It is typical for volunteers to undergo mandatory screening before starting a role to assess their suitability. This is especially true when volunteers work with what are referred to as ‘vulnerable populations’. Vulnerable populations refer to children, the elderly, at-risk persons and people with disabilities. These background screenings are essential to ensure the safety of Australia’s vulnerable populations.
Police checks disclose both pending charges and finalised court outcomes of the individual undergoing the police check. This information is pulled from Australian police databases and will be sourced from all states and territories. Although the entire criminal history will be made available, please note that if an individual has past criminal behaviour that falls under the spent convictions scheme certain past convictions will not be shown. The spent convictions scheme annuls a past conviction in the event that the individual has no further offences after 10 years.
Not all volunteer roles may require a police check. This is required at each state, territory and organisation’s direct discretion. Typically, for any organisation dealing with vulnerable populations, it is essential that each prospective volunteer undergoes a police check. The advertisement for a volunteer position will usually state that a background screening is required. Some types of volunteer work that may require a police check are as follows: aged care, child care, driving, finance work, public health and teaching – to name a few.
While volunteer police checks and employee police checks will have the same information, the prices will vary. Volunteer background checks will always be discounted. Many organisations will also pay for their volunteers’ police checks for them. Be sure to ask your contact at the organisation if they cover the cost of the police check or if they expect you to.
The discounted price for volunteers varies from state to state and between organisations. South Australia, for example, provides free police checks for volunteers working with vulnerable populations as long as the organisation has a Volunteer Organisation Authorisation Number.
National police checks are known as ‘point-in-time’ checks, meaning they are considered valid as of the date printed on them. While they have no set expiry, the general rule of thumb is that you should have a police check that is less than three months old.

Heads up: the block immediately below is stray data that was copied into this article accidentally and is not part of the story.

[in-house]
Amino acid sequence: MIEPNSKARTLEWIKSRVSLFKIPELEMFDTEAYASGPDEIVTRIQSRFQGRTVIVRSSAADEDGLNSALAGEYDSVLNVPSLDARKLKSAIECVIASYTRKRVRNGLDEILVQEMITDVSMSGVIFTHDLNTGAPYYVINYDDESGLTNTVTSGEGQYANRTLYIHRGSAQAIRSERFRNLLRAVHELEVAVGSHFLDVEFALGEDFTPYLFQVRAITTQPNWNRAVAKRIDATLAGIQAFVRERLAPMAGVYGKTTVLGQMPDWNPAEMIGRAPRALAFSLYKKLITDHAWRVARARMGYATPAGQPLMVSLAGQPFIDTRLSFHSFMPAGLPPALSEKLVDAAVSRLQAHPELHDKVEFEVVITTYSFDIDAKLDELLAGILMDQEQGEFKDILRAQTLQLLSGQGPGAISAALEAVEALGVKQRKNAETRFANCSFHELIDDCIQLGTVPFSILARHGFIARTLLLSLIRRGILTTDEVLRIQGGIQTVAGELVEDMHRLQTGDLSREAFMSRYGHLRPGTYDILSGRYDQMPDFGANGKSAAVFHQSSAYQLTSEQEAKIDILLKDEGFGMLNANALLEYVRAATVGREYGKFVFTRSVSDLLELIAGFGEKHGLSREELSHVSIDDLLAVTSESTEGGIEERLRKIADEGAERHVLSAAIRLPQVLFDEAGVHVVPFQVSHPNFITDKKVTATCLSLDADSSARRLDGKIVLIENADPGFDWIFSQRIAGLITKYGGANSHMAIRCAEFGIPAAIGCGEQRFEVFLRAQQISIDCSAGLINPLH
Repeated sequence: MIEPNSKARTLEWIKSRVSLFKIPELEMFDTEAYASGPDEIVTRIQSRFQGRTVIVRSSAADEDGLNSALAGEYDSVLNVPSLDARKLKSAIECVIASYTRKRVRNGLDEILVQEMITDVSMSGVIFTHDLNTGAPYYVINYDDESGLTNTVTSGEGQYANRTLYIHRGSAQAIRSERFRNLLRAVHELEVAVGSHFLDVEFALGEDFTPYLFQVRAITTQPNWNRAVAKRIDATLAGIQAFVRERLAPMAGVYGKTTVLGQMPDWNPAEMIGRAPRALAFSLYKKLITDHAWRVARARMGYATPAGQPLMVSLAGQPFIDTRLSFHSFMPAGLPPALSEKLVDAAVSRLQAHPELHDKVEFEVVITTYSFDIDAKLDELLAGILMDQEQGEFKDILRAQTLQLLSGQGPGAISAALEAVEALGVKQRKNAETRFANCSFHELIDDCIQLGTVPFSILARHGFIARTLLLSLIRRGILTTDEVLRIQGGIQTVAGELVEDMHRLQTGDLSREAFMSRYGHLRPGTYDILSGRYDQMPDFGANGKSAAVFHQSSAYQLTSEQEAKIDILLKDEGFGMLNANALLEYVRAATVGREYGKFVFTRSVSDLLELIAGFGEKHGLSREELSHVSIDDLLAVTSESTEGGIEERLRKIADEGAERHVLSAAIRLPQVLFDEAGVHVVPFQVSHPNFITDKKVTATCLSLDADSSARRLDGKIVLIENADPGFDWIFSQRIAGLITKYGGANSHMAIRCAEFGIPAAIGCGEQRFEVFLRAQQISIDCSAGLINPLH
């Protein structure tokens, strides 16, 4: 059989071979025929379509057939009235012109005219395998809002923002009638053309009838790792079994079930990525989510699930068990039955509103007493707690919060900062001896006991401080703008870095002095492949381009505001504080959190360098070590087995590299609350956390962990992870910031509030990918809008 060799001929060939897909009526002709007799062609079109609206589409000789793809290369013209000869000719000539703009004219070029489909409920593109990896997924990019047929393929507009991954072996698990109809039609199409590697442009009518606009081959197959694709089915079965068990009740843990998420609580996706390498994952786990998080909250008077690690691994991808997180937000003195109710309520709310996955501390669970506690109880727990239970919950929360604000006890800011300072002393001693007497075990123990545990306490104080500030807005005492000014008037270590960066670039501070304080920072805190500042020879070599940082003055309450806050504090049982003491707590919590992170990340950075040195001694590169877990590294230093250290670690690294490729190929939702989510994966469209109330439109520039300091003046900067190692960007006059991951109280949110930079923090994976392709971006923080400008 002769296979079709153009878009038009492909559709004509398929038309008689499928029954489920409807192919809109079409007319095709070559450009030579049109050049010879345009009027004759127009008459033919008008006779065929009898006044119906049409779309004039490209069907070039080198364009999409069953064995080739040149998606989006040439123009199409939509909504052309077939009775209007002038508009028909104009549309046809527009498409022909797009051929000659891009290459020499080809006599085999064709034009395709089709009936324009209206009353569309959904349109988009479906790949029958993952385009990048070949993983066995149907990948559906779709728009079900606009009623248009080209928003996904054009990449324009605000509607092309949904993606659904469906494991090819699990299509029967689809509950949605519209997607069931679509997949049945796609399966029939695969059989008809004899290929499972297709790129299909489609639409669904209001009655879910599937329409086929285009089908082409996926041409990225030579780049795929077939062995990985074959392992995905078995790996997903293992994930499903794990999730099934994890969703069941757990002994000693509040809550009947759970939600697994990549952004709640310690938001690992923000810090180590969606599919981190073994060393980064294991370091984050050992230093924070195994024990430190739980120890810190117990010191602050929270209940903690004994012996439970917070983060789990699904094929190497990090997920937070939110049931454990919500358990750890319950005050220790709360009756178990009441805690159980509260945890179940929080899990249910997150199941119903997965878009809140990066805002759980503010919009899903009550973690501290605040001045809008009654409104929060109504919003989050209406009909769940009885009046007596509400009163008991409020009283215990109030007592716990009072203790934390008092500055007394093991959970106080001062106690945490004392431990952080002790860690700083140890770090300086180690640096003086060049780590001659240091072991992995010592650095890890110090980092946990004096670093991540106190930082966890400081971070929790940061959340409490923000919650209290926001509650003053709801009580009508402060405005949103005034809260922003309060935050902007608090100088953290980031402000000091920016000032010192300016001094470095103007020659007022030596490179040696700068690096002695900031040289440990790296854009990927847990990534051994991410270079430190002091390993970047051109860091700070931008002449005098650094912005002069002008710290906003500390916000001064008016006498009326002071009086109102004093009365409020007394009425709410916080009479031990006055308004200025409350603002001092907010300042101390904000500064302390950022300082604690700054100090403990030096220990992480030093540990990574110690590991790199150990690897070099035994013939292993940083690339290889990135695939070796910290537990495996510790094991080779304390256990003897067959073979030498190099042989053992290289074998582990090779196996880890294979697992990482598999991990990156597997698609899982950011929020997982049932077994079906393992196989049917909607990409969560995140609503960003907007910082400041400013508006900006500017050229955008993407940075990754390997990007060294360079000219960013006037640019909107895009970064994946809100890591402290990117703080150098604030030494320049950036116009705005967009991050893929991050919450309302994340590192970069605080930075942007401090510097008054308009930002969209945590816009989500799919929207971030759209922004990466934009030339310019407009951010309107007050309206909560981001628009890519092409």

As stated above, some volunteer organisations pay for their volunteer’s police checks. This is a sign of good faith that can make more volunteers feel valued and want to work with an organisation. If you are an organisation that wants to pay for volunteer police checks, CrimCheck specialises in police checks for organisations and can process multiple police checks seamlessly.
Just need a police check for yourself? No problem, CrimCheck also offers our National Criminal History Check service to individuals looking to volunteer or take paid employment. We can do everything online and over the phone, so you don’t have to worry about mailing documents or dropping them into an office.
Each state and territory have different requirements for volunteer police checks. But all states and territories require those working in government-funded aged care to have a police check.
Any volunteers coming into contact with children in Victoria must get a Working With Children check. This check is valid for five years.
In NSW, volunteers are required to get a police check when working within the aged care field. However, a Working With Children Check is not necessary. Instead, volunteers who work with children must sign a ‘Prohibited Employment Declaration’ form that the employer provides.
Volunteers in Queensland coming into contact with children must also get a Working With Children check known as a Blue Card. The Blue Card is valid for two years and requires a police check as well as disclosure of disciplinary information held by any professional organisations.
In South Australia, aged care and child-related volunteer work requires mandatory police checks. It is the responsibility of the employer, and free volunteer police checks are available to organisations with a Volunteer Organisation Authorisation Number,
Working With Children checks are mandatory for child-related volunteer work in Western Australia. If a volunteer requires a police check and a Working With Children Check, the police check will be free if the evidence is shown of a Working With Children application.
In the Northern Territory, police checks are mandatory for volunteers working within the aged care field. Working With Children Clearance Notices and an ‘Ochre Card’ are now compulsory for those coming into contact with children.
Volunteers in Tasmania are not legally required to obtain any kind of background check. But organisations have their own policies regarding the hiring process.
Volunteers in the ACT are not legally required to complete police checks or Working With Children checks. However, most organisations do request them to ensure they hire ‘fit and proper’ individuals.
"I have been using CrimCheck for some years now and I have had nothing but great service from the system and staff. I would recommend CrimCheck to anyone wanting an efficient, user-friendly service."
Andrea, St. Luke's Anglicare